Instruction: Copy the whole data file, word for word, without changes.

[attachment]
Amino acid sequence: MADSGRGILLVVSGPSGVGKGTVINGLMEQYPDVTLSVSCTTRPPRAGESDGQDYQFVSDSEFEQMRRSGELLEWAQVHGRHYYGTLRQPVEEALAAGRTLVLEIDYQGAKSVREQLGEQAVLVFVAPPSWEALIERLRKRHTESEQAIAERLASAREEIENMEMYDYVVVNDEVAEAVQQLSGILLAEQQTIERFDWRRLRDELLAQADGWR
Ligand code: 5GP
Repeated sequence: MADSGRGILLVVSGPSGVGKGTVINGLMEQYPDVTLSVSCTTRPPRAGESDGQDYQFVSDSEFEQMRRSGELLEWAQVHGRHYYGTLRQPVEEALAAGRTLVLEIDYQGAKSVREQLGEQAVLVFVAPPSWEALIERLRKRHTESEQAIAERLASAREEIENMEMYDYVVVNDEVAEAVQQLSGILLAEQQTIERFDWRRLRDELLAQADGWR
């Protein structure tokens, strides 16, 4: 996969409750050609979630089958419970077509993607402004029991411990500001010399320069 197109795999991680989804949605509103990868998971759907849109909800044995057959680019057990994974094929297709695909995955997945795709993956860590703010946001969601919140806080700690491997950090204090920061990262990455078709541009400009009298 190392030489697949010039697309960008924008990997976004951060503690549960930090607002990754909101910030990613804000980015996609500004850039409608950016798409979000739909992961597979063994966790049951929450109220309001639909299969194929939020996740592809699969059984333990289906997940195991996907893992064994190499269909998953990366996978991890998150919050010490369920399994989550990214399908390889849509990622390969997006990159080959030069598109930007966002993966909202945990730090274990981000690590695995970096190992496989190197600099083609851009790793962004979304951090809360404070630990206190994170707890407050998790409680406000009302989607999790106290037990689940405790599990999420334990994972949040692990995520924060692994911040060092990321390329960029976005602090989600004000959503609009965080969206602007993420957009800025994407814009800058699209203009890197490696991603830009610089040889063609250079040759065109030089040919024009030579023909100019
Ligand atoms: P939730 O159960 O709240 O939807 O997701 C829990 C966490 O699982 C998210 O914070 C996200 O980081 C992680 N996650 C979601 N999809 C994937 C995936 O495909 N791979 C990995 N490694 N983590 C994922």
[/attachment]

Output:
Amino acid sequence: MADSGRGILLVVSGPSGVGKGTVINGLMEQYPDVTLSVSCTTRPPRAGESDGQDYQFVSDSEFEQMRRSGELLEWAQVHGRHYYGTLRQPVEEALAAGRTLVLEIDYQGAKSVREQLGEQAVLVFVAPPSWEALIERLRKRHTESEQAIAERLASAREEIENMEMYDYVVVNDEVAEAVQQLSGILLAEQQTIERFDWRRLRDELLAQADGWR
Ligand code: 5GP
Repeated sequence: MADSGRGILLVVSGPSGVGKGTVINGLMEQYPDVTLSVSCTTRPPRAGESDGQDYQFVSDSEFEQMRRSGELLEWAQVHGRHYYGTLRQPVEEALAAGRTLVLEIDYQGAKSVREQLGEQAVLVFVAPPSWEALIERLRKRHTESEQAIAERLASAREEIENMEMYDYVVVNDEVAEAVQQLSGILLAEQQTIERFDWRRLRDELLAQADGWR
């Protein structure tokens, strides 16, 4: 996969409750050609979630089958419970077509993607402004029991411990500001010399320069 197109795999991680989804949605509103990868998971759907849109909800044995057959680019057990994974094929297709695909995955997945795709993956860590703010946001969601919140806080700690491997950090204090920061990262990455078709541009400009009298 190392030489697949010039697309960008924008990997976004951060503690549960930090607002990754909101910030990613804000980015996609500004850039409608950016798409979000739909992961597979063994966790049951929450109220309001639909299969194929939020996740592809699969059984333990289906997940195991996907893992064994190499269909998953990366996978991890998150919050010490369920399994989550990214399908390889849509990622390969997006990159080959030069598109930007966002993966909202945990730090274990981000690590695995970096190992496989190197600099083609851009790793962004979304951090809360404070630990206190994170707890407050998790409680406000009302989607999790106290037990689940405790599990999420334990994972949040692990995520924060692994911040060092990321390329960029976005602090989600004000959503609009965080969206602007993420957009800025994407814009800058699209203009890197490696991603830009610089040889063609250079040759065109030089040919024009030579023909100019
Ligand atoms: P939730 O159960 O709240 O939807 O997701 C829990 C966490 O699982 C998210 O914070 C996200 O980081 C992680 N996650 C979601 N999809 C994937 C995936 O495909 N791979 C990995 N490694 N983590 C994922």